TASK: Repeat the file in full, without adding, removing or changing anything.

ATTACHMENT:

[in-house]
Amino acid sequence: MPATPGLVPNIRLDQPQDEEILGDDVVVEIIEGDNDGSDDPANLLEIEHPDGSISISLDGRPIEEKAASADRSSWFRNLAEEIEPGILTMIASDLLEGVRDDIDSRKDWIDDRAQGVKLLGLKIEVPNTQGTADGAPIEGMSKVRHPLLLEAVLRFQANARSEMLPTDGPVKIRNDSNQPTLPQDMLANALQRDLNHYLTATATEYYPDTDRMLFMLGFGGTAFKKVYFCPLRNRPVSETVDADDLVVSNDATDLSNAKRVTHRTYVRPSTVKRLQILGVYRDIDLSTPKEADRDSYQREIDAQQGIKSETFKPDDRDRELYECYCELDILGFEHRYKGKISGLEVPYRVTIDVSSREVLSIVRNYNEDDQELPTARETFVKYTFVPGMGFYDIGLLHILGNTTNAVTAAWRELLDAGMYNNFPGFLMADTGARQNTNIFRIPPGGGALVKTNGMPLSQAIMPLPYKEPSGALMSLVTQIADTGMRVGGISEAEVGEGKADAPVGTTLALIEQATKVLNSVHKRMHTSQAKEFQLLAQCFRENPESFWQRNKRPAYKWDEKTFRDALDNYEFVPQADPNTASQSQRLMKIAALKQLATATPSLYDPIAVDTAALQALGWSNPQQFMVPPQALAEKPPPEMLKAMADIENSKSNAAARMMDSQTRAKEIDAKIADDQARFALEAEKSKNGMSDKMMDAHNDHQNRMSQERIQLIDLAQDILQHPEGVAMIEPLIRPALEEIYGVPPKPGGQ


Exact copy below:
[in-house]
Amino acid sequence: MPATPGLVPNIRLDQPQDEEILGDDVVVEIIEGDNDGSDDPANLLEIEHPDGSISISLDGRPIEEKAASADRSSWFRNLAEEIEPGILTMIASDLLEGVRDDIDSRKDWIDDRAQGVKLLGLKIEVPNTQGTADGAPIEGMSKVRHPLLLEAVLRFQANARSEMLPTDGPVKIRNDSNQPTLPQDMLANALQRDLNHYLTATATEYYPDTDRMLFMLGFGGTAFKKVYFCPLRNRPVSETVDADDLVVSNDATDLSNAKRVTHRTYVRPSTVKRLQILGVYRDIDLSTPKEADRDSYQREIDAQQGIKSETFKPDDRDRELYECYCELDILGFEHRYKGKISGLEVPYRVTIDVSSREVLSIVRNYNEDDQELPTARETFVKYTFVPGMGFYDIGLLHILGNTTNAVTAAWRELLDAGMYNNFPGFLMADTGARQNTNIFRIPPGGGALVKTNGMPLSQAIMPLPYKEPSGALMSLVTQIADTGMRVGGISEAEVGEGKADAPVGTTLALIEQATKVLNSVHKRMHTSQAKEFQLLAQCFRENPESFWQRNKRPAYKWDEKTFRDALDNYEFVPQADPNTASQSQRLMKIAALKQLATATPSLYDPIAVDTAALQALGWSNPQQFMVPPQALAEKPPPEMLKAMADIENSKSNAAARMMDSQTRAKEIDAKIADDQARFALEAEKSKNGMSDKMMDAHNDHQNRMSQERIQLIDLAQDILQHPEGVAMIEPLIRPALEEIYGVPPKPGGQ